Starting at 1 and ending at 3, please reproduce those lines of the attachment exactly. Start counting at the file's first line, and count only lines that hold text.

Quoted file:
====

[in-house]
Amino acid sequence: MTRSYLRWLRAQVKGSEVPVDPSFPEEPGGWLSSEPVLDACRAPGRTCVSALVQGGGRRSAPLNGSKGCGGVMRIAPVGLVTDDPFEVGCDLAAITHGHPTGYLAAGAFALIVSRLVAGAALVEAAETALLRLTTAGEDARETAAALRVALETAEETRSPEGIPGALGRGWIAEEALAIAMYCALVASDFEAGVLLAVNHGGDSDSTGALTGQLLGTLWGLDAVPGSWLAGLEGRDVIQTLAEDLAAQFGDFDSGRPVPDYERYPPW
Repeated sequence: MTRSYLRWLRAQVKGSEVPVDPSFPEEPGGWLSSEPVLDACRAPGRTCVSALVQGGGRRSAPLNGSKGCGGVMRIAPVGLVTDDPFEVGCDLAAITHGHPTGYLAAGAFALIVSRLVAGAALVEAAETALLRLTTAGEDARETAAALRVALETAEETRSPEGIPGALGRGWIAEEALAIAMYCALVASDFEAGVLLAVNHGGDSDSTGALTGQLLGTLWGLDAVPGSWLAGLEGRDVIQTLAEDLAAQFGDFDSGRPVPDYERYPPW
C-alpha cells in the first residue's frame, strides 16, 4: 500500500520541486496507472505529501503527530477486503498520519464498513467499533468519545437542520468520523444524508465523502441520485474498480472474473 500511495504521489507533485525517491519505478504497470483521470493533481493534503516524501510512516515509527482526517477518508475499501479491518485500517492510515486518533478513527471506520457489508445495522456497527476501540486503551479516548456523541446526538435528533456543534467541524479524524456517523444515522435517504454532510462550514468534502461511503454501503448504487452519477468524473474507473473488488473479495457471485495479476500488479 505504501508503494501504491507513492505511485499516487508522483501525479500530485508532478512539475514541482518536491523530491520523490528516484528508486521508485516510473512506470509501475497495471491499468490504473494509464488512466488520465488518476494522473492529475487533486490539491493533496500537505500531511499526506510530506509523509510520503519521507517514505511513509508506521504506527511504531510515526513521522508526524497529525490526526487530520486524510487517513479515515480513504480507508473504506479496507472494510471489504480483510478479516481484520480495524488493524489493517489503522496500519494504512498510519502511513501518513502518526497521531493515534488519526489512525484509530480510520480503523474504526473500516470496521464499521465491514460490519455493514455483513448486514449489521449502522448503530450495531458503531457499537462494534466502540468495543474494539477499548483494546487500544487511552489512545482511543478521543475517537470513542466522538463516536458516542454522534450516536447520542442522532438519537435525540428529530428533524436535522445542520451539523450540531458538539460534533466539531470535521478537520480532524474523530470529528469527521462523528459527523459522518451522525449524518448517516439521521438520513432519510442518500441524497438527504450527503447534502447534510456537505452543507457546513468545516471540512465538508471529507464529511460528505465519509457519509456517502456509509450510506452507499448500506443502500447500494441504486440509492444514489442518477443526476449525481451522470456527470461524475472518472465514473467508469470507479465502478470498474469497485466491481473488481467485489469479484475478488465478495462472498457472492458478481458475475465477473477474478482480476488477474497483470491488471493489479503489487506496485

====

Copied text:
[in-house]
Amino acid sequence: MTRSYLRWLRAQVKGSEVPVDPSFPEEPGGWLSSEPVLDACRAPGRTCVSALVQGGGRRSAPLNGSKGCGGVMRIAPVGLVTDDPFEVGCDLAAITHGHPTGYLAAGAFALIVSRLVAGAALVEAAETALLRLTTAGEDARETAAALRVALETAEETRSPEGIPGALGRGWIAEEALAIAMYCALVASDFEAGVLLAVNHGGDSDSTGALTGQLLGTLWGLDAVPGSWLAGLEGRDVIQTLAEDLAAQFGDFDSGRPVPDYERYPPW
Repeated sequence: MTRSYLRWLRAQVKGSEVPVDPSFPEEPGGWLSSEPVLDACRAPGRTCVSALVQGGGRRSAPLNGSKGCGGVMRIAPVGLVTDDPFEVGCDLAAITHGHPTGYLAAGAFALIVSRLVAGAALVEAAETALLRLTTAGEDARETAAALRVALETAEETRSPEGIPGALGRGWIAEEALAIAMYCALVASDFEAGVLLAVNHGGDSDSTGALTGQLLGTLWGLDAVPGSWLAGLEGRDVIQTLAEDLAAQFGDFDSGRPVPDYERYPPW